Novak Djokovic ended speculation over his Australian Open title defence by announcing on Tuesday that he would compete at the tennis season's opening Grand Slam event after receiving a medical exemption from getting vaccinated against COVID-19.
The world No. 1, who had declined to reveal his vaccination status, said previously that he was unsure whether he would compete at the Jan. 17-30 tournament in Melbourne due to concerns over Australia's quarantine rules.
"I've spent fantastic quality time with my loved ones over the break and today I'm heading Down Under with an exemption permission. Let's go 2022," the Serbian said on Instagram.
Organisers of the Australian Open had stipulated that all participants must be vaccinated against the coronavirus or have a medical exemption granted by an independent panel of experts.
The organisers issued a statement later on Tuesday to confirm Djokovic will be allowed to compete and is on his way to Australia.
"Djokovic applied for a medical exemption which was granted following a rigorous review process involving two separate independent panels of medical experts,'' the statement said.
"One of those was the Independent Medical Exemption Review Panel appointed by the Victorian Department of Health. They assessed all applications to see if they met the Australian Technical Advisory Group on Immunisation guidelines.''
Tennis Australia said the process included the redaction of personal information to ensure privacy for all applicants. That means Djokovic was not obliged to make his exemption public.
Australian Open tournament director Craig Tiley said "fair and independent protocols were established for assessing medical exemption applications that will enable us to ensure Australian Open 2022 is safe and enjoyable for everyone.''
Tiley on Wednesday said 26 players or support staff made anonymous applications for a medical exemption, although only a "handful'' were granted. He said Djokovic was treated no differently to anyone.
"... Seventy-five to 80% of those that apply for medical exemption, it was not granted,'' Tiley told Melbourne's 3AW radio. Djokovic "went through that process and it's completely legitimate application and process.''
Victoria state Deputy Premier James Merlino last month insisted the medical exemptions would not be "a loophole for privileged tennis players.''
"It is a medical exemption in exceptional circumstances if you have an acute medical condition,'' Merlino said at the time.
Jaala Pulford, the state's acting minister for sports, on Wednesday said "no one is or will be receiving special treatment because of who they are or what they have achieved professionally."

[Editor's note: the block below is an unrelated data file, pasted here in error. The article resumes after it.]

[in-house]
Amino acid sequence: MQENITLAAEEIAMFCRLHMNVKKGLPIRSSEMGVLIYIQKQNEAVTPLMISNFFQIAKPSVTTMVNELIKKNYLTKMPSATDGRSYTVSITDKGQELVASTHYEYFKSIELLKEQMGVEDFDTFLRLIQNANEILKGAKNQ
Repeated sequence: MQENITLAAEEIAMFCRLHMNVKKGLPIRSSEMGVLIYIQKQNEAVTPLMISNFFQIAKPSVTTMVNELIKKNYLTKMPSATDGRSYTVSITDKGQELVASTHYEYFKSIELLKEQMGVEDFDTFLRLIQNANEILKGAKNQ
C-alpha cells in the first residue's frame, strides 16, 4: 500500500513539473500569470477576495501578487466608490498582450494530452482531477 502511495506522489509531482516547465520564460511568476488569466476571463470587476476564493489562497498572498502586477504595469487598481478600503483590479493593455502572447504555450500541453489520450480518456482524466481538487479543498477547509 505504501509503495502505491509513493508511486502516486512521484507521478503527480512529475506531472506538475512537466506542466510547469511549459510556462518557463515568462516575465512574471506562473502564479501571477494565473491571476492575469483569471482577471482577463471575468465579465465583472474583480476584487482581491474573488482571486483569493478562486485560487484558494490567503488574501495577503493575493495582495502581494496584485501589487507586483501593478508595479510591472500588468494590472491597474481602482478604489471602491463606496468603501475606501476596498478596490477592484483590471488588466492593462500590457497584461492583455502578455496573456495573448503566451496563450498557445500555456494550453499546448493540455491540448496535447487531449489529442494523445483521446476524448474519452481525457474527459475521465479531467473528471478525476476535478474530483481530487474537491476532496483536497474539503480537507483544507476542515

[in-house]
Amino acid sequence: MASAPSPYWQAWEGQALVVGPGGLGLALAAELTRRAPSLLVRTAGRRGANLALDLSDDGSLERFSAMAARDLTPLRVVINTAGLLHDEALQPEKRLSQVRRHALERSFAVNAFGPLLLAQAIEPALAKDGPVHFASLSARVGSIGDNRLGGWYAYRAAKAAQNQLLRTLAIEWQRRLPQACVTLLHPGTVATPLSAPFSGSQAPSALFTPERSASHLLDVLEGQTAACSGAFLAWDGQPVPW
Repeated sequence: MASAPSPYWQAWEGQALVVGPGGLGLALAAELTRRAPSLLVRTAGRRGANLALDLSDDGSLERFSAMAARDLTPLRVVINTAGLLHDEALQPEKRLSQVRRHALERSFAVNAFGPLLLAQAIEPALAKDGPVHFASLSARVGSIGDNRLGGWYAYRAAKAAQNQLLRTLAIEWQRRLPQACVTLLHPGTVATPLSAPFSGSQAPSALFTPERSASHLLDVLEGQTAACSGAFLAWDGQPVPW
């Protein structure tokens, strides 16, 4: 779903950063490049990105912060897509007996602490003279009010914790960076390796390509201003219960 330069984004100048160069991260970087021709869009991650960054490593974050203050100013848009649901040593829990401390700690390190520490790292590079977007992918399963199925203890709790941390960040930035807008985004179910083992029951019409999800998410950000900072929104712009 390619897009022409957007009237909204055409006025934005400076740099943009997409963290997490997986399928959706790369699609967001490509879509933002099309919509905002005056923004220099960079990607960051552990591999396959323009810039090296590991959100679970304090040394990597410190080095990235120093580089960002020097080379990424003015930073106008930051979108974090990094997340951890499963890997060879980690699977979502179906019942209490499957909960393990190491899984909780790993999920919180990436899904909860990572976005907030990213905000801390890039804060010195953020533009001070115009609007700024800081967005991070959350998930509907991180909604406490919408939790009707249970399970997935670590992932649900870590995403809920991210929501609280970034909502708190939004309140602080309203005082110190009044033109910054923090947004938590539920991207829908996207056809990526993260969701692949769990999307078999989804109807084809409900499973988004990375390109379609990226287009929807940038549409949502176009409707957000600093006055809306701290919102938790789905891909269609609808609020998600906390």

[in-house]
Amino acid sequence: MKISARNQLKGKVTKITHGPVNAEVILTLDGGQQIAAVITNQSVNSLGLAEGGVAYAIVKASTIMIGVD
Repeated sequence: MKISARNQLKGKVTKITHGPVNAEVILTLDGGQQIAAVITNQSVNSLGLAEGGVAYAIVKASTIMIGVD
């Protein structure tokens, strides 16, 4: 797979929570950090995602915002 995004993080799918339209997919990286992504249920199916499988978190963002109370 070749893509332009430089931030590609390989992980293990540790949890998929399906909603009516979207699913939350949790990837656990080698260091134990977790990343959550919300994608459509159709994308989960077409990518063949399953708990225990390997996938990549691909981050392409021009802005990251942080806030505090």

"Lots of people in the Victorian community will find this to be a disappointing outcome, but the process is the process," Pulford said. "Nobody has had special treatment. The process is incredibly robust, it's de-identified and we are where we are, and so tennis can begin and we'll have a terrific event.''
Australian Prime Minister Scott Morrison said the decision was a matter for the government of Victoria, where Melbourne is the state capital.
"They have provided (Djokovic) with an exemption to come to Australia, and so we then act in accordance with that,'' Morrison said. "States provide exemptions for people to enter on those basis, and that's been happening for the last two years."
The decision is being widely debated in a city where most people endured months of strict lockdowns and harsh travel restrictions at the height of the pandemic. Reaction on social media quickly turned to questions about the grounds for Djokovic's exemption, and what quarantine conditions he will have to meet.
He will avoid hotel quarantine upon arrival, with visitors to Australia who have medical exemptions for the vaccination treated the same as fully vaccinated people.
Reasons for exemptions can include an acute major medical condition, serious adverse reaction to a previous dose of a COVID-19 vaccine, or evidence of a COVID-19 infection within the previous six months.
Tiley said he wasn't aware of the grounds for Djokovic's exemption, adding: "The only way we could access that information is if an individual decides to share it.'' But, he said, it would be "helpful'' if Djokovic chose to explain.
"I would encourage him to talk to the community about it," Tiley said. "We have been through a very tough period over the last two years and would appreciate some answers to that.''
Djokovic's father, Srdjan, had told a Serbian television channel that his son would probably pull out of the major, saying Tennis Australia's stance on mandatory vaccination was tantamount to "blackmail."
Djokovic pulled out of the Serbia team for the ATP Cup in Sydney to raise further doubts over his participation in the year's first Grand Slam.
"I'm ready to live and breathe tennis in the next few weeks of competition. Thanks everyone for the support," Djokovic added in his post, which was accompanied by a picture of him in an airport.
He heads to Australia having trained in Marbella, Spain, over the past few days.
Information from The Associated Press and Reuters was used in this report.